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Descriptive Statistics 1. Mean, median and mode.

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Descriptive Statistics 1. Mean, median and mode.


At this stage I want to emphasize the practical relevance of averaging, using the discussion of the mean to illustrate the use of mathematical notation (that was introduced last week), and warn you about some of the possible pitfalls of relying on the average without looking at the pattern of values from which it was calculated. First, however, I will attempt to answer the good question, “why bother learning statistical notation”, that seems to crop up every year.

Why learn mathematical notation?

PSY107 aims to provide not just a recipe book for doing statistics problems in isolation, but aims to leave you with some skills that have general relevance. These include computer literacy, the ability to explore data, critical thinking, and a degree of independence in tackling statistical issues in Psychology and elsewhere. The routine tools that I and many of my colleagues use to do statistics are not algebra and equations, but (often computerized) graphing and data analysis methods. I think that many simple statistical concepts can be communicated using graphs and plain English. Why, if many psychologists do not spend their time writing μ and σ is it necessary to get to grips with the basics of statistical notation?

This question has several answers. First, mathematical language is logical, rigorous, and compact. Mathematical notation can also be used to represent the precise relationship between different statistical concepts.

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Definition of the mean

The arithmetic mean is the sum of the values divided by the number of values. This is shown below using mathematical notation. It is best to get to grips with the symbols while the statistical concepts they represent (e.g. mean average) are simple and familiar.

Sample mean vs. population mean

μ, the population mean, is the mean derived from the entire population under study. Population is a word with a somewhat elastic meaning, but generally it is up to you, the experimenter, to define your population. It might be all the people in the UK, all the people who shop at KwikSave, or all the lecturers in the Newcastle University Psychology Department. With large populations, it is often impractical to find μ.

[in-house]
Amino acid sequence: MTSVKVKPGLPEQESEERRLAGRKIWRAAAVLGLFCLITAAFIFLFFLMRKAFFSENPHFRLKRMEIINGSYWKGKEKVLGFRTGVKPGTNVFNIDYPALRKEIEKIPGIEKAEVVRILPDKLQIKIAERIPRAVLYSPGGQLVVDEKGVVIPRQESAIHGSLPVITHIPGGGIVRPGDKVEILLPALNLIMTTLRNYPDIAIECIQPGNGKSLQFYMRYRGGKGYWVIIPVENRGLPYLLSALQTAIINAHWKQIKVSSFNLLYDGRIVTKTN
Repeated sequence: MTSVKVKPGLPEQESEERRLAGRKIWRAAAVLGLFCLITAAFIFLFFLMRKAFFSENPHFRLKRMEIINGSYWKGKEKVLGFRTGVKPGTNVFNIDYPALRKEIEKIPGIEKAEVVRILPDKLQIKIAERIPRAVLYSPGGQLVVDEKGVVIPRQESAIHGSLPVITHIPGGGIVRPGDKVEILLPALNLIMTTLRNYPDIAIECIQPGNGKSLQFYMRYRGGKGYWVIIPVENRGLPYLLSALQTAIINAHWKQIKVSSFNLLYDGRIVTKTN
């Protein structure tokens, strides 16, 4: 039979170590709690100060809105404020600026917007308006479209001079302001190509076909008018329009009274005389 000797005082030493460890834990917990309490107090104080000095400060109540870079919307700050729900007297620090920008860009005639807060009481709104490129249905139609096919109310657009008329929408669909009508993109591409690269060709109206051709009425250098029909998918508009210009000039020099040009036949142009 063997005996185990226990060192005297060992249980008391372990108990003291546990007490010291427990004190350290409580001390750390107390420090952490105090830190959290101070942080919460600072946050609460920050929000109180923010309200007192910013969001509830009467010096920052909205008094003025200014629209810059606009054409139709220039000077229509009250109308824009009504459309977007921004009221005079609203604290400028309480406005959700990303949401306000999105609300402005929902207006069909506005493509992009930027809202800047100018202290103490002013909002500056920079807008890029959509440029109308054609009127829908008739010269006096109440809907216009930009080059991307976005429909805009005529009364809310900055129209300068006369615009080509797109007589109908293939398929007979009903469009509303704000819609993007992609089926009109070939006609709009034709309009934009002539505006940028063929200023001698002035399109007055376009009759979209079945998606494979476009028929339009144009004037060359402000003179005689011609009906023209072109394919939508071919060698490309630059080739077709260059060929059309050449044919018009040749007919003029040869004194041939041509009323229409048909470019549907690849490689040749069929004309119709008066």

image02.png, the sample mean, is calculated from a representative sample of the population. This is usually done by selecting individuals from the population at random to avoid sampling bias. You get sampling bias when all the members of the population under study do not stand an equal chance of being measured.


If you wanted to estimate the mean height of people in the UK, it would be stupid to do all your measuring in primary schools. This is an extreme example, but more realistically, suppose you wanted to get a representative 1000 people to complete a questionnaire on social attitudes. If you did the survey by telephone, your sample would be biased towards telephone owners. If you called between 9 and 5, your sample would be biased towards people without day jobs.

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The Median.

The median is the value that divides the distribution of values exactly in half. To find the median, sort or rank the values and find the middle value (if there are is an odd number of values) or else the mean of the central two values (if there is an even number of values). It is possible to estimate the median from histograms. Use the information on number of scores to estimate the position of the middle score.

Fig. 7


Estimate the position of the “middle person” on the income axis using the information on the frequency axis. Here there are 18 lecturers, so the median income is at the estimated position between 9 and 10. This is simpler to estimate from a cumulative frequency polygon.

The median average can be more representative than the mean in skewed distributions (e.g. annual income, or National Lottery winnings). Remember to look at the data when you calculate the median average

Fig. 8


The Mode

The mode is the score or category that has the greatest frequency. The modal average can be used with nominal data. As with all other averages, look at the data when you calculate the mode.

Fig. 9


Is a three dimensional representation sensible?

Mike Cox


Version 1

...read more.

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